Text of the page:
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|Subject: Re: The myth of the $1 million retirement||Date: 4/28/2006 7:16 AM|
|Author: RetiredVermonter||Number: 51468 of 81985|
If people are told they need (say) a million dollars, and someone has no chance in hell of getting even close...maybe they just say "forget it" and don't even try, out of despair. So instead of having a couple hundred thousand by the time they reach their 60s, they have...nothing.
Like you, I despise the doom and gloomers who promulgate this crap!
Let me say this:
-- Social Security IS here now, WILL be there for people in their 60's or 50's, and I'm almost sure also for people in their 40's, at least. People need to see what they will be eligible for -- at 62 (when ANYONE can start, albeit at a lesser rate) or the "full" level at 65+, depending on birth date. Yes, people in their 30's and younger should certainly start planning to make it without SS, just in case.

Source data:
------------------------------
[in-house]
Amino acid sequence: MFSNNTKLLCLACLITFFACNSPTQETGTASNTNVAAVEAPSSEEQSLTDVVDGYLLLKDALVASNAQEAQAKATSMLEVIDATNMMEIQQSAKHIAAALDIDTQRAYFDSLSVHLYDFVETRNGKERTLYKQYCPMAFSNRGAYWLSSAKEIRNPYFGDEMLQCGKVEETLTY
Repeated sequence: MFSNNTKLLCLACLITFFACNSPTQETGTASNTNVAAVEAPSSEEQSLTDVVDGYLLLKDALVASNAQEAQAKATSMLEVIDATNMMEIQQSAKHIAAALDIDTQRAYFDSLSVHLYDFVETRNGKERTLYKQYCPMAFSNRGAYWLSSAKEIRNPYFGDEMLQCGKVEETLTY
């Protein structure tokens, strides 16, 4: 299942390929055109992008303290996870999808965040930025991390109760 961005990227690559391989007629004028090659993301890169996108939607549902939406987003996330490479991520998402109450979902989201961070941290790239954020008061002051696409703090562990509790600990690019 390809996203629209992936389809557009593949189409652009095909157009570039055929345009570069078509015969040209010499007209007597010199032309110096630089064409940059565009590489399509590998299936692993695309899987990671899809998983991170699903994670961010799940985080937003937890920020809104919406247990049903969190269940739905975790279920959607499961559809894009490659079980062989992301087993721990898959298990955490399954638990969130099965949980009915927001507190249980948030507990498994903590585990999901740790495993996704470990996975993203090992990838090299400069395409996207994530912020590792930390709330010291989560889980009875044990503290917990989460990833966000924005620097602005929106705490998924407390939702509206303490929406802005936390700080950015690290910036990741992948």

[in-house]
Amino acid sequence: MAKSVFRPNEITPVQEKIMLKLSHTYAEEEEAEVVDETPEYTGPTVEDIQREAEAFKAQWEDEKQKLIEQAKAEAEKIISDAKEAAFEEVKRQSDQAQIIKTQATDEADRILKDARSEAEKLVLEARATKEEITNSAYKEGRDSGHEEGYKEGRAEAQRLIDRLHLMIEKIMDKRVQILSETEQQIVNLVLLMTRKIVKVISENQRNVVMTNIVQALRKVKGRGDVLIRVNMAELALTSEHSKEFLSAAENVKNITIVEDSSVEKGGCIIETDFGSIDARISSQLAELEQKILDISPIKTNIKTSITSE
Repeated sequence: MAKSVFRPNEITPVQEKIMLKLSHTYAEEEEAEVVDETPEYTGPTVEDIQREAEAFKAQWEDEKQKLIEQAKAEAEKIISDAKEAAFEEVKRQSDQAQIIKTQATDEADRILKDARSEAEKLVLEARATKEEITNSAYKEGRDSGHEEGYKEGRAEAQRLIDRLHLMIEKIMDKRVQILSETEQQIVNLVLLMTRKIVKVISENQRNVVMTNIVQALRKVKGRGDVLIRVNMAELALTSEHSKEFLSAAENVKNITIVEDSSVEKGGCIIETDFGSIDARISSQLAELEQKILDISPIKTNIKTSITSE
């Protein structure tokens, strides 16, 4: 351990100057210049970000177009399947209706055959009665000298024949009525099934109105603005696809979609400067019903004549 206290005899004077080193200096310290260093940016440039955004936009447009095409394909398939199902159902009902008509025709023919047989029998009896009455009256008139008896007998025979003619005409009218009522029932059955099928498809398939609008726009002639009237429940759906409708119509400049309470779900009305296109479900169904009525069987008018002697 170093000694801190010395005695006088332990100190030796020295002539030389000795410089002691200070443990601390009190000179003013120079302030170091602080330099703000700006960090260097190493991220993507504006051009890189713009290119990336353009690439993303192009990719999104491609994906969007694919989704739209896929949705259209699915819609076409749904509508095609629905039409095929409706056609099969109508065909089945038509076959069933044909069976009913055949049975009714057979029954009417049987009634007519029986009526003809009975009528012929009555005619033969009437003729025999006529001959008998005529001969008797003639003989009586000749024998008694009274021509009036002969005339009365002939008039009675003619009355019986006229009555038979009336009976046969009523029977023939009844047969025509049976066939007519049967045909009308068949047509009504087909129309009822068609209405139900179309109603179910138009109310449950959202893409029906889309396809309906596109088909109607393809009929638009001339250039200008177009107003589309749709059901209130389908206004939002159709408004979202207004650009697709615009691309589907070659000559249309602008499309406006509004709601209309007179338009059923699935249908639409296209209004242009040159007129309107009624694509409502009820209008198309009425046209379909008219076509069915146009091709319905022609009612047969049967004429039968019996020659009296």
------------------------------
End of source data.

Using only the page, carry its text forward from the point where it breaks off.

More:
-- People also need to put aside all they can, regardless, in a tax-deferred account. (By the way, people today have a LOT more opportunities to do this than we did years ago! My gosh, the limits today are VERY generous!)
-- People also need to learn a little about investing and make sure that the money they put aside is WORKING for them and GROWING, reasonably, depending on their age and on how "smart" they may get to be about shepherding that money, with or without a good advisor.
-- Depending on your lifestyle, and whether or not you're just plain stupid (sorry!), you'll more than likely be able to live on quite a lot less than you needed when you were working.
Remember, when you retire, you will no longer be saving for retirement -- right? You also should probably save on commuting costs, suits, constant demands from growing kids for clothes and college (!), etc.
We live pretty nicely, mostly on our combined Social Security, some IRA money, and one tiny pension that I get -- and it all totals up to maybe one third of what we got when we were working and raising our three kids!
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